A trip to McDonald’s may not be the first item on a Jewish traveler’s to-do list when arriving in a new city. But there is something special about Buenos Aires: it is home to the only kosher McDonald’s outside of Israel.
The kosher version of the golden-arched fast food chain is found in the Abasto shopping mall, in the ethnically diverse neighborhood of the same name. There are long lines on a Saturday evening following the end of the Sabbath as Jewish groups and families alike hustle for the famous burgers and fries.
Today Argentina is home to around 250,000 Jews, making it the sixth largest Jewish community in the world, and the biggest in Latin America. The number of Jewish inhabitants in Buenos Aires is equal to the combined Jewish populations of Brazil, Chile, Mexico and Uruguay.
The vast majority of Argentina’s Jewish population is now located in Buenos Aires, though smaller communities can be found in other parts of the country, especially Rosario, Córdoba and Santa Fe.
Buenos Aires’ Jewish community is active with synagogues, schools, youth groups, kosher restaurants and other Jewish organizations that one would expect to find in other world hubs of Judaism such as London or New York.
Much of Buenos Aires Jewish life centers around the garment district of Once and Abasto. The briefest walk through this area gives a good impression of the Jewish presence.
Among some of the most spectacular synagogues here are the Grand Temple of Paso, considered one of the most beautiful in South American and Yesod Hadath, a large Sephardic synagogue dating to 1920. Another famous synagogue is Recoleta‘s beautiful Sinagoga de la Congregación Israelita (commonly called ‘Libertad’).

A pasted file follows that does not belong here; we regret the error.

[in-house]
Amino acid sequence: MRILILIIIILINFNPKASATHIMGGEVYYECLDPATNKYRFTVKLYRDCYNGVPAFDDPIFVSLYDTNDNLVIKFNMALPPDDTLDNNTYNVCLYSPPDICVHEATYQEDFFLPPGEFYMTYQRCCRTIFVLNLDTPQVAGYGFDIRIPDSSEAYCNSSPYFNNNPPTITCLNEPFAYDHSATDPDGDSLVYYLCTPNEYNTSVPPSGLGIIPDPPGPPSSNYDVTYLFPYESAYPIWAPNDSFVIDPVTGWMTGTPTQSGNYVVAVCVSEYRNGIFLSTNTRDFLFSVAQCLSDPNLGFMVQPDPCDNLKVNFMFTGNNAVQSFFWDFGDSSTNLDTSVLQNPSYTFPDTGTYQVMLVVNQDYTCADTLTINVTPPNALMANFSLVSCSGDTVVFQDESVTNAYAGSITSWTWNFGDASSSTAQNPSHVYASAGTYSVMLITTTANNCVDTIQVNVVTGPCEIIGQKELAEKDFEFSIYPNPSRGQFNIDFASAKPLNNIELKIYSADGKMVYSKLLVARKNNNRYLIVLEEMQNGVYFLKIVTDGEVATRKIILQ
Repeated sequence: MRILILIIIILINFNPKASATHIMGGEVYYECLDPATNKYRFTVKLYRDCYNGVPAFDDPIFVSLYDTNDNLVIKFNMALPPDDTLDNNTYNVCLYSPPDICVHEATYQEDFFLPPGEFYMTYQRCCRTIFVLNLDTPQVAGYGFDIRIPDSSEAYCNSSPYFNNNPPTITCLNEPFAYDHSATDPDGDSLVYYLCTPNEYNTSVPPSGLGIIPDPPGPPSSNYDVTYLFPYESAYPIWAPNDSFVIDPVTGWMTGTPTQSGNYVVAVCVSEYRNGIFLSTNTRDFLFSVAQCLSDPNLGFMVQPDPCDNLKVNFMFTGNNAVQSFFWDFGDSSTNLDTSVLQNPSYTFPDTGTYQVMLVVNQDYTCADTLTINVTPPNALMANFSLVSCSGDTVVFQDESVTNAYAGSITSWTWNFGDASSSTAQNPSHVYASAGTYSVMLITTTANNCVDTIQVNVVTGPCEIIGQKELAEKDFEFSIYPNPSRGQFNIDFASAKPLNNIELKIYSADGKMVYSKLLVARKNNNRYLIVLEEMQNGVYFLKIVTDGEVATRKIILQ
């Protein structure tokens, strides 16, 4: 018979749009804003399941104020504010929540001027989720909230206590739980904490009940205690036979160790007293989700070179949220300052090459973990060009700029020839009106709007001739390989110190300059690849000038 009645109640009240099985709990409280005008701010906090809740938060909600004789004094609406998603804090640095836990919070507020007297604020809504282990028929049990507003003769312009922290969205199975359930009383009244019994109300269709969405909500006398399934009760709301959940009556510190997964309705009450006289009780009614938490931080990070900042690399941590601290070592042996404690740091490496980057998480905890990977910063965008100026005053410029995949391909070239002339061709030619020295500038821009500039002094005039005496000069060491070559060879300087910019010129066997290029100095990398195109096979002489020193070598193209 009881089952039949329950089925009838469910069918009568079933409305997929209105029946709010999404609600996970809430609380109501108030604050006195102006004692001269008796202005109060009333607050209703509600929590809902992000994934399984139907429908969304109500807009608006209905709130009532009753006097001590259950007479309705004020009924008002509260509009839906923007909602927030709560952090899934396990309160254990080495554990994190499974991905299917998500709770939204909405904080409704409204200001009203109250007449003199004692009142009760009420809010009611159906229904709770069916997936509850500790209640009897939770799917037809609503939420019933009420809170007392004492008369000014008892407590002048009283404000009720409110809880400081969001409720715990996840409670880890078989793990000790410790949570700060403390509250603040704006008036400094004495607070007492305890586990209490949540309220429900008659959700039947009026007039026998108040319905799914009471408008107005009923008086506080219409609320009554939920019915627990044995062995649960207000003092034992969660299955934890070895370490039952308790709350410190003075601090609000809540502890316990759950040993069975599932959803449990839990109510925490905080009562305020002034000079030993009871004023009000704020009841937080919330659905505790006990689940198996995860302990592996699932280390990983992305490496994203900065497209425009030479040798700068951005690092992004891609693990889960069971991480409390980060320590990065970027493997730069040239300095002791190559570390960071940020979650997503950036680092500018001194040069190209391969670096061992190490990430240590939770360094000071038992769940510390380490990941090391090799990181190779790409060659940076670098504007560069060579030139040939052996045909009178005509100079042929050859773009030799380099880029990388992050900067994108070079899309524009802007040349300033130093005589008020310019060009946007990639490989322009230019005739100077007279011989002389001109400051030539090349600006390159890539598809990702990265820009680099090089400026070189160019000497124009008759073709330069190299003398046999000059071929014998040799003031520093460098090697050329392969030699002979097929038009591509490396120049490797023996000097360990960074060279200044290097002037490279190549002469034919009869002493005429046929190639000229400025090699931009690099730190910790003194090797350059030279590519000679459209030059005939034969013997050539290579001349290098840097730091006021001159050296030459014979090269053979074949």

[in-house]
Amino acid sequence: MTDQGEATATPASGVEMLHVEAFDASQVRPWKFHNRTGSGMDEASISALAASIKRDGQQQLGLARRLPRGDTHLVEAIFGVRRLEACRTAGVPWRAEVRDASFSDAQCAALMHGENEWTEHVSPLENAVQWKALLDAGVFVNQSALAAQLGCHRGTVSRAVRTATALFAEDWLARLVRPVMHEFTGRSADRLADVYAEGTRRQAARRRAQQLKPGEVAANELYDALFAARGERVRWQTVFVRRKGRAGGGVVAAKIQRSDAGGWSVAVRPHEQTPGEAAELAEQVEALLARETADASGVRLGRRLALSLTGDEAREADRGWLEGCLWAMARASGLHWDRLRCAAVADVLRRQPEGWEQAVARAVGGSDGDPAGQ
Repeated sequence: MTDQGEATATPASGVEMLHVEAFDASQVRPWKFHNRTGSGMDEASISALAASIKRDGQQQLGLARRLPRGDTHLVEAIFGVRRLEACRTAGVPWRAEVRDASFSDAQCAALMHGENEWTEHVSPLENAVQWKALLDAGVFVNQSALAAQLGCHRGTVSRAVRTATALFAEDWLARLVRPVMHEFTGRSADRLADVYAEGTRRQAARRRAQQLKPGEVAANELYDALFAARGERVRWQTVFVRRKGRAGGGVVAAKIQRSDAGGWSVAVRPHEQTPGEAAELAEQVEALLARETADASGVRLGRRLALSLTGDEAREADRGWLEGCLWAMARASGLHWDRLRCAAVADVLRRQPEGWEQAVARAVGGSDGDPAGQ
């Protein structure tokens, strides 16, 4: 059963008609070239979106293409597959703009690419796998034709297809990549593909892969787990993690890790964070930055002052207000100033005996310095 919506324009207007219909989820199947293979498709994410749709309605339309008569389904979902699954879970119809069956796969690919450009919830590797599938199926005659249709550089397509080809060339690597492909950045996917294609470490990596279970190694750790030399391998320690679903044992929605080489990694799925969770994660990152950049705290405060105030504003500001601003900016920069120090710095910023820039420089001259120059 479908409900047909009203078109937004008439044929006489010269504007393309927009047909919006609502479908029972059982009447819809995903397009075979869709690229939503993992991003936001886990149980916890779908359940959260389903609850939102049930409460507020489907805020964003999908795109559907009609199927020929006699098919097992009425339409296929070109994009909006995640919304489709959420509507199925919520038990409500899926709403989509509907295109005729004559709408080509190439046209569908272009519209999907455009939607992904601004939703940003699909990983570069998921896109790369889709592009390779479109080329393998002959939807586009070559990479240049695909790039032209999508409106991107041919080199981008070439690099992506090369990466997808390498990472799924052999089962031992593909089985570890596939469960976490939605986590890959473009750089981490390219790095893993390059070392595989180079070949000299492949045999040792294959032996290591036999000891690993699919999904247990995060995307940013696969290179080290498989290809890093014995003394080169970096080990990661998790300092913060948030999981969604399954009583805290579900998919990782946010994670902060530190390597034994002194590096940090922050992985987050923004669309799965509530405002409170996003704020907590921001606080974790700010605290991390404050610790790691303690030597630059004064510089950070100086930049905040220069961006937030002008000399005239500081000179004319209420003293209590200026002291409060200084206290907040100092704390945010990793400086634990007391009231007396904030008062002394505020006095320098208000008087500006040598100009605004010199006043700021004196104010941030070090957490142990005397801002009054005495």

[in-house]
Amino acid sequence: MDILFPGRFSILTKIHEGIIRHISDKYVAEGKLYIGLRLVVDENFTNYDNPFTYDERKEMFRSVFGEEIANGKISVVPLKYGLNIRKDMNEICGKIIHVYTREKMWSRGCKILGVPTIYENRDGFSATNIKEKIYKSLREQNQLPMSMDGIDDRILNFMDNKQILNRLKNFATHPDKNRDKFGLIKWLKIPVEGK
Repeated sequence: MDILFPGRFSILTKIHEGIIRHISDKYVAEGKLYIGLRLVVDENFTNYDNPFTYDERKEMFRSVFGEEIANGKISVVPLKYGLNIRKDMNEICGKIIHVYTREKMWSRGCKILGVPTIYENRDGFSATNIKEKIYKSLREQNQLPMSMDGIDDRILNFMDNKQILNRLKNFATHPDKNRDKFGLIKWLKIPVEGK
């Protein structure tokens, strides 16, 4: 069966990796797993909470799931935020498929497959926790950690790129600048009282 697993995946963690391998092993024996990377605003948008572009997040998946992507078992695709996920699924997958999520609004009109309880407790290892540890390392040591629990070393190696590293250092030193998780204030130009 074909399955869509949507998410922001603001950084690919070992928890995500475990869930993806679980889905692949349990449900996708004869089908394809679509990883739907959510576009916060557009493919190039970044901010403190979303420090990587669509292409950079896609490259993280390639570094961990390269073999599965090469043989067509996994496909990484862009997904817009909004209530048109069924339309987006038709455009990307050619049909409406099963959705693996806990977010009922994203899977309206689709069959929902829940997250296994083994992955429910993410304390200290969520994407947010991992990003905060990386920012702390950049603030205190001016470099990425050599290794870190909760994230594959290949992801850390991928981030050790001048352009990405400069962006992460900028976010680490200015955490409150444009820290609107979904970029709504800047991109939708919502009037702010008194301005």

Eighty-five percent of the Jews in Argentina are Ashkenazi, descending from France, Germany and Eastern Europe. The remaining 15 % are Sephardic, descendants of those from the Iberian Peninsula, the Middle East and North Africa. The majority of the Sephardic Jews in Argentina are Orthodox.
Jewish Immigration to Argentina
A smattering of Jewish settlers came to Argentina very early on, to evade the Spanish and Portuguese inquisitions. During the 16th, 17th and 18th centuries some came as ‘conversos’ or secret Jews, those whose families had converted — or feigned conversion — in the face of religious repression.
After Argentina gained independence from Spain 1816, there was a spike in Jewish immigration, mostly from France, with others coming from England and Germany.
Jewish immigration to Argentina began en masse at the end of the 1880’s with groups arriving from Eastern Europe. This period in time gave rise to the mythical Jewish gaucho: Jewish cowboys, who earned their living as farmers working the land.
In 1889, 824 Jews piled onto the SS Wesser bound for Argentina from the Ukraine. The predominately Polish group suffered a similar fate to some large groups of Irish arriving around the same time. They languished in Buenos Aires upon finding the original lands promised were not available. When they finally headed north, malnutrition and a Typhus epidemic caused the death of 67 community members, mostly children.
When the group landed in Santa Fe in 1890, the weary settlers set up the colony of Moisés Ville. The intended name for the colony was in Hebrew, Kiryat Moshe (‘Town of Moses’) but the name was Hispanized in official documents. The former city dwellers continued to struggle, living out of abandoned train wagons, and reaping little from the land.